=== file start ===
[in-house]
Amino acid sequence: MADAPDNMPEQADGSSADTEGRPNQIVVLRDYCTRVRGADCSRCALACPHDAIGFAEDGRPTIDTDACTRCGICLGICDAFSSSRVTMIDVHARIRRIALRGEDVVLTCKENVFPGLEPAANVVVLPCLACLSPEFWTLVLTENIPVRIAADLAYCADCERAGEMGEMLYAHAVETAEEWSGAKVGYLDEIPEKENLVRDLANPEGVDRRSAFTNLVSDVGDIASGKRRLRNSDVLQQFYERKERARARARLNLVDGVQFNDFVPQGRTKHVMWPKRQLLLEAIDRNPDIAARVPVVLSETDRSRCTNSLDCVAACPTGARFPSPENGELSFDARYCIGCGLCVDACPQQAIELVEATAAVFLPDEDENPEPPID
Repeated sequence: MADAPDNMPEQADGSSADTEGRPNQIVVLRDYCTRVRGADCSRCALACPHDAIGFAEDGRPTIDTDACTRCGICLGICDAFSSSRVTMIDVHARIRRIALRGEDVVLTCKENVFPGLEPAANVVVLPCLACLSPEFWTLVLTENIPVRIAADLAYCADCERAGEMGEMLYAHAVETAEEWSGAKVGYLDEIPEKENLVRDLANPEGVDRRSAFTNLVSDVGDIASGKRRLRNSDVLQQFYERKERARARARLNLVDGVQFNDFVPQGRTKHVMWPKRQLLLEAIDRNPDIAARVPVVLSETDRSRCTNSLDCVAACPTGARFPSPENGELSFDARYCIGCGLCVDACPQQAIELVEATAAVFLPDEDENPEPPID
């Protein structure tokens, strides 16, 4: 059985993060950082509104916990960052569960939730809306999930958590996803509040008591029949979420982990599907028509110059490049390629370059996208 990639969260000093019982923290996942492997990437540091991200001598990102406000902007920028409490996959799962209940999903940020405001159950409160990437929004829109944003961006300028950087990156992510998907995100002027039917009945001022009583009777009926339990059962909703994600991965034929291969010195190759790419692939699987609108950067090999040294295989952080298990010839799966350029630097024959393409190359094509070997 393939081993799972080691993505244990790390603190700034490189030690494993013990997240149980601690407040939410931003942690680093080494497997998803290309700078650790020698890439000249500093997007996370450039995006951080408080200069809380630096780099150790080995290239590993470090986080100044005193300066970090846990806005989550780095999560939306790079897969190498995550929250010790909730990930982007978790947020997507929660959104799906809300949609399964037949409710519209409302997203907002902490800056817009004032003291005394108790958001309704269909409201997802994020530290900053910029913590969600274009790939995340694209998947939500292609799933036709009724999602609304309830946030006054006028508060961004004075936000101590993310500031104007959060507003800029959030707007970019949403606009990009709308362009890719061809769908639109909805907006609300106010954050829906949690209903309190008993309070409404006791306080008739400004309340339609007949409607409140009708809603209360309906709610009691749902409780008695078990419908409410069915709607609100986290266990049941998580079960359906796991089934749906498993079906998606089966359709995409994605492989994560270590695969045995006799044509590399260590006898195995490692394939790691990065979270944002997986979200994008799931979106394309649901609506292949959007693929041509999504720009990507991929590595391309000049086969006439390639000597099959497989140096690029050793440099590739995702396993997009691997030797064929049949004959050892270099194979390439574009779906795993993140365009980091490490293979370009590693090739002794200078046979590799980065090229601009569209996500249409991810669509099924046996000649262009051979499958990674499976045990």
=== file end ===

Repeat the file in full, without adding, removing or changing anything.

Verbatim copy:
[in-house]
Amino acid sequence: MADAPDNMPEQADGSSADTEGRPNQIVVLRDYCTRVRGADCSRCALACPHDAIGFAEDGRPTIDTDACTRCGICLGICDAFSSSRVTMIDVHARIRRIALRGEDVVLTCKENVFPGLEPAANVVVLPCLACLSPEFWTLVLTENIPVRIAADLAYCADCERAGEMGEMLYAHAVETAEEWSGAKVGYLDEIPEKENLVRDLANPEGVDRRSAFTNLVSDVGDIASGKRRLRNSDVLQQFYERKERARARARLNLVDGVQFNDFVPQGRTKHVMWPKRQLLLEAIDRNPDIAARVPVVLSETDRSRCTNSLDCVAACPTGARFPSPENGELSFDARYCIGCGLCVDACPQQAIELVEATAAVFLPDEDENPEPPID
Repeated sequence: MADAPDNMPEQADGSSADTEGRPNQIVVLRDYCTRVRGADCSRCALACPHDAIGFAEDGRPTIDTDACTRCGICLGICDAFSSSRVTMIDVHARIRRIALRGEDVVLTCKENVFPGLEPAANVVVLPCLACLSPEFWTLVLTENIPVRIAADLAYCADCERAGEMGEMLYAHAVETAEEWSGAKVGYLDEIPEKENLVRDLANPEGVDRRSAFTNLVSDVGDIASGKRRLRNSDVLQQFYERKERARARARLNLVDGVQFNDFVPQGRTKHVMWPKRQLLLEAIDRNPDIAARVPVVLSETDRSRCTNSLDCVAACPTGARFPSPENGELSFDARYCIGCGLCVDACPQQAIELVEATAAVFLPDEDENPEPPID
């Protein structure tokens, strides 16, 4: 059985993060950082509104916990960052569960939730809306999930958590996803509040008591029949979420982990599907028509110059490049390629370059996208 990639969260000093019982923290996942492997990437540091991200001598990102406000902007920028409490996959799962209940999903940020405001159950409160990437929004829109944003961006300028950087990156992510998907995100002027039917009945001022009583009777009926339990059962909703994600991965034929291969010195190759790419692939699987609108950067090999040294295989952080298990010839799966350029630097024959393409190359094509070997 393939081993799972080691993505244990790390603190700034490189030690494993013990997240149980601690407040939410931003942690680093080494497997998803290309700078650790020698890439000249500093997007996370450039995006951080408080200069809380630096780099150790080995290239590993470090986080100044005193300066970090846990806005989550780095999560939306790079897969190498995550929250010790909730990930982007978790947020997507929660959104799906809300949609399964037949409710519209409302997203907002902490800056817009004032003291005394108790958001309704269909409201997802994020530290900053910029913590969600274009790939995340694209998947939500292609799933036709009724999602609304309830946030006054006028508060961004004075936000101590993310500031104007959060507003800029959030707007970019949403606009990009709308362009890719061809769908639109909805907006609300106010954050829906949690209903309190008993309070409404006791306080008739400004309340339609007949409607409140009708809603209360309906709610009691749902409780008695078990419908409410069915709607609100986290266990049941998580079960359906796991089934749906498993079906998606089966359709995409994605492989994560270590695969045995006799044509590399260590006898195995490692394939790691990065979270944002997986979200994008799931979106394309649901609506292949959007693929041509999504720009990507991929590595391309000049086969006439390639000597099959497989140096690029050793440099590739995702396993997009691997030797064929049949004959050892270099194979390439574009779906795993993140365009980091490490293979370009590693090739002794200078046979590799980065090229601009569209996500249409991810669509099924046996000649262009051979499958990674499976045990």